During one trip, we came upon a bunch of booby birds sitting on the surface with their heads dipping below for a peek. With all of that head dipping going on, I wanted to take a look for myself. I asked the panga captain to get well upwind and shut the motor off. I free-dived into the most amazing scene I could ever imagine: dozens of dorado balling large sardines, with three circling sailfish adding to the mix. Birds swam down past me, grabbed sardines and brought them back up to the surface. It was absolutely surreal, and the bait didn’t stand a chance from the predation that came from both above and below.
Adjusting to the situation at hand, most tournament anglers maximize their bait supply by switching to trolling hook-less teasers, drawing in the larger bull dorado then dropping their baits back in hopes of a hookup that would guarantee the jackpot.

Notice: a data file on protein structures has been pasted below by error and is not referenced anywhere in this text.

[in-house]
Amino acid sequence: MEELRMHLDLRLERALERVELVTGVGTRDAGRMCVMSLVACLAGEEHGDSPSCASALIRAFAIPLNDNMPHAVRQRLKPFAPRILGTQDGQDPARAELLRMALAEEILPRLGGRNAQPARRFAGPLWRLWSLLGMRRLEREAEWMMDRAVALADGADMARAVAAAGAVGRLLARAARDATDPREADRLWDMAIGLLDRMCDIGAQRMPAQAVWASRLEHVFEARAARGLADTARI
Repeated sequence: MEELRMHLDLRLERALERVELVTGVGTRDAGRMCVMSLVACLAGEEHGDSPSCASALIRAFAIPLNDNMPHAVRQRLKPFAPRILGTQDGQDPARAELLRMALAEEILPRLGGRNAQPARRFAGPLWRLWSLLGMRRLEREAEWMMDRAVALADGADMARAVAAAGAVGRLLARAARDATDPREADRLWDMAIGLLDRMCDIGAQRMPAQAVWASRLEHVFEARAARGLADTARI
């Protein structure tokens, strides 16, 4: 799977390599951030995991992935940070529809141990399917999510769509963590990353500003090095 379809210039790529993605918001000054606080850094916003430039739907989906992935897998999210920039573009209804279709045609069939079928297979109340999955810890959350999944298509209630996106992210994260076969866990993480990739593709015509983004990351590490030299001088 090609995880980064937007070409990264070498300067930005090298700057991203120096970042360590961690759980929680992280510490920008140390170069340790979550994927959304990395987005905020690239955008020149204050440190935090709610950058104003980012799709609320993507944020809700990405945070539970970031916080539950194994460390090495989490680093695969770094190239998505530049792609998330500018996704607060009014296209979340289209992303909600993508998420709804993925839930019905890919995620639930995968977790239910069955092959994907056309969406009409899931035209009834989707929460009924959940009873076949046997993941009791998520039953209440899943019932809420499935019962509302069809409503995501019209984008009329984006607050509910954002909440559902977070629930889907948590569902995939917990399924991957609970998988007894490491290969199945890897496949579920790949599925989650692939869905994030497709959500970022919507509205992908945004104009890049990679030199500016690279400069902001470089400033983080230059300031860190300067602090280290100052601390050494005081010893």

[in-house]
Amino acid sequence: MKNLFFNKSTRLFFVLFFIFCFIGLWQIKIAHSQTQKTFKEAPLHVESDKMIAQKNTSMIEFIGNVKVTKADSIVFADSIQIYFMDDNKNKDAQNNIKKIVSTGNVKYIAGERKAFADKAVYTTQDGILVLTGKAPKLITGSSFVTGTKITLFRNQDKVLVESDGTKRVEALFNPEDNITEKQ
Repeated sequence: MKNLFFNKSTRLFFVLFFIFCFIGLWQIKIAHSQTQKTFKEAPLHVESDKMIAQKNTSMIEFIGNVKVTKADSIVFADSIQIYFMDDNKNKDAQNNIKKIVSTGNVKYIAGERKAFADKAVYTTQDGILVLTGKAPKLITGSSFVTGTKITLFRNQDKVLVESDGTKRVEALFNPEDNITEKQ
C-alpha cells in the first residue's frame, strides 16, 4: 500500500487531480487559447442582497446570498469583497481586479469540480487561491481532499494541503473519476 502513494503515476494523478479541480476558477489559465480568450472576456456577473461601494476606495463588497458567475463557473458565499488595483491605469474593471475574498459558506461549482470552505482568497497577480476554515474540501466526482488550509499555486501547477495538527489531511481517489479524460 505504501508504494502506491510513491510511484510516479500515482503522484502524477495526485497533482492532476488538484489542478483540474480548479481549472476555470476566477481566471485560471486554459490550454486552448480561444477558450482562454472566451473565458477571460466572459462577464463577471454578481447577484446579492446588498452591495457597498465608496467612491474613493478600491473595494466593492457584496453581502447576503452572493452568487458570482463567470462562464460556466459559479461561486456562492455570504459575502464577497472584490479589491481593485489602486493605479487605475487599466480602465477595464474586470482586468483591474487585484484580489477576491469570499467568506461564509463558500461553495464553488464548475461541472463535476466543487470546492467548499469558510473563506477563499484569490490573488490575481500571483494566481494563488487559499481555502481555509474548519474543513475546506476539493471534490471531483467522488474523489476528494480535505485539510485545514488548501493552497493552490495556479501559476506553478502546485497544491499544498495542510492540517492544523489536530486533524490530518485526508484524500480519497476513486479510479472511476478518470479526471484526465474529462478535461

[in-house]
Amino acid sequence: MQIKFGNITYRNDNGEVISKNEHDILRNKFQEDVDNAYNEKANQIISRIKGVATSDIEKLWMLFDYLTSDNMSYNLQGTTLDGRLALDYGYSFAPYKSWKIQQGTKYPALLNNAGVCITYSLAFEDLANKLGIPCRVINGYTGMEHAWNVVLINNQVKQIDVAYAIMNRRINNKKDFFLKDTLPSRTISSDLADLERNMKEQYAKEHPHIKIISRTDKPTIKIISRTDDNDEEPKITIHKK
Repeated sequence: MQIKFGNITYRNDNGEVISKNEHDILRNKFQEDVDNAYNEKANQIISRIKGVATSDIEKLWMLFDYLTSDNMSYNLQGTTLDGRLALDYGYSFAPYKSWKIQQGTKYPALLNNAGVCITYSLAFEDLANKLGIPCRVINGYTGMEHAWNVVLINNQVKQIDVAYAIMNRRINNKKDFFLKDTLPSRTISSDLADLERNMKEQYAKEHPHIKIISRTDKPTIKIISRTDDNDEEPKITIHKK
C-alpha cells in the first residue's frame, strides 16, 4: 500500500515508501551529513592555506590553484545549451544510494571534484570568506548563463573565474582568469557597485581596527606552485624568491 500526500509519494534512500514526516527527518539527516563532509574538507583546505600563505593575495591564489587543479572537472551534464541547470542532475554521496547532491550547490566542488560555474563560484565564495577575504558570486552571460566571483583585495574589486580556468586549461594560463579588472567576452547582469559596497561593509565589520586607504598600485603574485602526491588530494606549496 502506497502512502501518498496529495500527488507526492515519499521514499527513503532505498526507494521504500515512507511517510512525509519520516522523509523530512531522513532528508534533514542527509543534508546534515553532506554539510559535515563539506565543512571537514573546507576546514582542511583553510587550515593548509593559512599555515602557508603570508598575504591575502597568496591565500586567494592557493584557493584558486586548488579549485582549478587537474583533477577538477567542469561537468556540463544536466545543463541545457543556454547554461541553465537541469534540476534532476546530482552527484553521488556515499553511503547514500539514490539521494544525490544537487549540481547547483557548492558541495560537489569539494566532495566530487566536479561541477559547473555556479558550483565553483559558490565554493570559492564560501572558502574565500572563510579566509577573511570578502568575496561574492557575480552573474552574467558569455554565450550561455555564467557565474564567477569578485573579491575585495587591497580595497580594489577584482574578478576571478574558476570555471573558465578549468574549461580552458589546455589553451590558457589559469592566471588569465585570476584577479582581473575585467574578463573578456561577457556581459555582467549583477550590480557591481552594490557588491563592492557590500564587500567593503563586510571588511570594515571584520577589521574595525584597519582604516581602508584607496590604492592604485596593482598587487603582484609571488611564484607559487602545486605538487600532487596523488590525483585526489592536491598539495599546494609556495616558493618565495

Blue and Black Marlin
When the summer heat kicks in, the water surface temperatures in Loreto can rocket up from 76 to 84 degrees in short order. This is when yellowfin tuna, oceanic skipjack and black skipjack schools arrive in such numbers that they are measured in tonnage. You typically find yellow fin following porpoises, while skipjacks tend to congregate in giant schools. Wherever they are found, what really matters is that these tunas represent the most important food source of the blue marlin and black marlin that move into the area during July. They don’t stay long, however; by late September, early October, these tunas and marlin are, once again, trekking south to Baja’s tip.
Anglers here put in only a negligible amount of effort to pursue blue and black marlin. Rarely do you see local anglers or day charters fishing for large marlin here because the dorado fishery is so good.